The GuitArchitect’s Guide To Modes Part 9 – Visualizing Melodic and Harmonic Minor

A while ago, I had posted that given an hour, I could get almost anyone at an intermediate level to visualize any of the Major, Melodic Minor or Harmonic Minor modes anywhere on the guitar.  In this overdue return to the serialization of the guide to modes book –  I guess this is my put up or shut up moment. ; )  Since this is print as a pixel based medium – I’m going to cover it in a lot more detail than I might normally in, say a 1/2 hour lesson.
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As a precursor, all of the information here works off of the 2-string (3 note-per string) pattern visualization method that I’ve covered in parts 3a and 3b of this series, if any of the initial shapes (or connecting ideas) in this post seem confusing, just go back and review the following:

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THE GUITARCHITECT’S GUIDE TO MODES PART 3B – Seeing The Six-String Major Scale

THE GUITARCHITECT’S GUIDE TO MODES PART 3A – Seeing The Six-String Major Scale

THE GUITARCHITECT’S GUIDE TO MODES PART 2 – Seeing The Two String Major Scale

THE GUITARCHITECT’S GUIDE TO MODES PART 1 – Seeing The Single String Major Scale

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A Pedagogical note (taken from part 2)

Since the initial emphasis of this lesson series is on sonic visualization and making sense out of 2-string and positional fingerings, I’m only dealing with visualizing parent scales (Major, Melodic Minor or Harmonic Minor in this case)  as a whole here.

While modes are always associated with a chord or a chord progression, I’m limiting harmonic options only to C Major/Melodic Minor/Harmonic Minor  for now.

Extremely important elements in this process, such as harmony, modal interchange, arpeggios, individual modes and actual music making are the topics for other posts.  Having said that, it is important to state again, that modes (or any scale), in and of themselves, are not music but are only a tool in making music.   Anything I post here should always be filtered through your own aesthetic and utilized, adapted or even ignored accordingly (i.e. take what works for you).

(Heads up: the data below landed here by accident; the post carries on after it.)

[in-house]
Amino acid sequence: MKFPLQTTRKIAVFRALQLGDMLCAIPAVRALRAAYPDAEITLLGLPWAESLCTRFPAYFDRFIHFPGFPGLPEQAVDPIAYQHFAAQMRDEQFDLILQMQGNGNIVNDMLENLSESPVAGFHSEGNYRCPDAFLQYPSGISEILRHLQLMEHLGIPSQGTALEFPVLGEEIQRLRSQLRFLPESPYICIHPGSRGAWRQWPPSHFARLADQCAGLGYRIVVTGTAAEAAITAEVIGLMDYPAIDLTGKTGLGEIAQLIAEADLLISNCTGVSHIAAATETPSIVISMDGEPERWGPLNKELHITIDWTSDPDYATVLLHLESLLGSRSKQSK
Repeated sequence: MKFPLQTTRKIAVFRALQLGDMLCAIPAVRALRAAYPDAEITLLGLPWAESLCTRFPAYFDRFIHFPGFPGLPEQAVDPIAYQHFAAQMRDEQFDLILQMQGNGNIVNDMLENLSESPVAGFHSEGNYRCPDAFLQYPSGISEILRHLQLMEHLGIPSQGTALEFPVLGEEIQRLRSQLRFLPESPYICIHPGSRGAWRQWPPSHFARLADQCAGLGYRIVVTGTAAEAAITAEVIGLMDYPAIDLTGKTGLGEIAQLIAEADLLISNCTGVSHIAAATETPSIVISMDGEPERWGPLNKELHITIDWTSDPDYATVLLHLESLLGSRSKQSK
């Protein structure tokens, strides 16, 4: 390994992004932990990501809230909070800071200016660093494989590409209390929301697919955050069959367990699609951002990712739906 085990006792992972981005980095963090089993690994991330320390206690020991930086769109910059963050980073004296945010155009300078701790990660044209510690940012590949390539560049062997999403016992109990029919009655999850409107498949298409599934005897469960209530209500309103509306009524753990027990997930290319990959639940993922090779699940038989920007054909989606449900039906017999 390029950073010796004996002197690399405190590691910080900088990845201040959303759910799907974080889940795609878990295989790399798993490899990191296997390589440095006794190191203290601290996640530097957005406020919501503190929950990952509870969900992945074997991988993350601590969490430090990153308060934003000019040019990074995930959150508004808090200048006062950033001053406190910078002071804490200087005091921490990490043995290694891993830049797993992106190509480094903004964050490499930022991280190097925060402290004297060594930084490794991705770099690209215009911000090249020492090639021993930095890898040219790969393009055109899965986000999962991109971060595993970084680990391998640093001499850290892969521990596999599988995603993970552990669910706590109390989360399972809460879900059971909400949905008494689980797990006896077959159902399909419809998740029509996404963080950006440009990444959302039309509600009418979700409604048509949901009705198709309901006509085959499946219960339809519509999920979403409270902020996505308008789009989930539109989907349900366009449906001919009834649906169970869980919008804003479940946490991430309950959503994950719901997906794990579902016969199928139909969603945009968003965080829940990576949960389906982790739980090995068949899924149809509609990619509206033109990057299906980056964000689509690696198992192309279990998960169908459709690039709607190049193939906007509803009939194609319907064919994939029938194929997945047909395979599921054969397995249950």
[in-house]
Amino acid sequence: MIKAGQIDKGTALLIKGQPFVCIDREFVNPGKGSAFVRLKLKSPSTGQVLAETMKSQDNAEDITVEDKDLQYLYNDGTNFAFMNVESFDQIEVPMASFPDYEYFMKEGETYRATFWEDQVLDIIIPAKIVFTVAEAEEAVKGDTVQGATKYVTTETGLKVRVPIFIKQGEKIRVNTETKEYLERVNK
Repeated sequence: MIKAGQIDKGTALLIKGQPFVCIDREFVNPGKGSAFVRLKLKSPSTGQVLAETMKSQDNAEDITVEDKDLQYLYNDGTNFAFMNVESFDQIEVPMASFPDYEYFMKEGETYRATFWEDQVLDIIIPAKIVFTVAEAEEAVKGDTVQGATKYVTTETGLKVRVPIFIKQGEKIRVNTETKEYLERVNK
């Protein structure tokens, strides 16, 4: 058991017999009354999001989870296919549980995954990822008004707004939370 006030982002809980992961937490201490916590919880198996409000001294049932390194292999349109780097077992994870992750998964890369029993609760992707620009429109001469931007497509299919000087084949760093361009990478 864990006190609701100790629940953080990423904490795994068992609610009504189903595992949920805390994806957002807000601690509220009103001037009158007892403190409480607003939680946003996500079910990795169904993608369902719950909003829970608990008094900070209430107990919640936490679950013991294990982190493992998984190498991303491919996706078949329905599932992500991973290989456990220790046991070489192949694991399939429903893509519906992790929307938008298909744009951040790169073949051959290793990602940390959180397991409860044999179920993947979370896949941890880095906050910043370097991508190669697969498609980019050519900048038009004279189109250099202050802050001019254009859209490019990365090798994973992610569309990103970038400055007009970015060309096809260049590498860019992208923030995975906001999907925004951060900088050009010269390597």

With that in mind here’s a review of much of the information as it relates to C major.  For the Melodic and Harmonic minor shapes – just skip down to the next section.

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Major Scale/Modal Visualization Review

  • The guitar fingerboard can be divided into 3 sets of two strings. Any 2-string fingering pattern that starts on the B string can be moved to the same starting pitch on the D or the low E string and keep the same fingering.
  • The major scale can be broken down into seven two-string modes that follow a specific order based on its scale degree from the parent scale (Ionian, Dorian, Phrygian, Lydian, Mixolydian, Aeolian, Locrian). The two-string patterns are modular and can be adapted to positional playing (see rules above).

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The modular 2 string modal shapes I use look like this (The numbers represent fingers).

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Here’s a C major scale played  on only the B and E strings:

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Comparing the initial shapes to the ascending pattern, the positional patterns can be broken down into the seven 2-string modal fingerings that ascend in sequential order  (i.e. C Ionian, D Dorian, E Phrygian, F Lydian, G Mixolydian, A Aeolian and B Locrian).

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Since the two-string patterns are modular they can also be adapted to positional playing.  So if we look at a C Major scale played in the 8th position and starting from C:

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This 6-string fingering can be seen as containing three distinct patterns:

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 Two-string sets of C Ionian

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Here are the important things you need to know for visualizing this:

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As the fingering pattern ascends across the strings,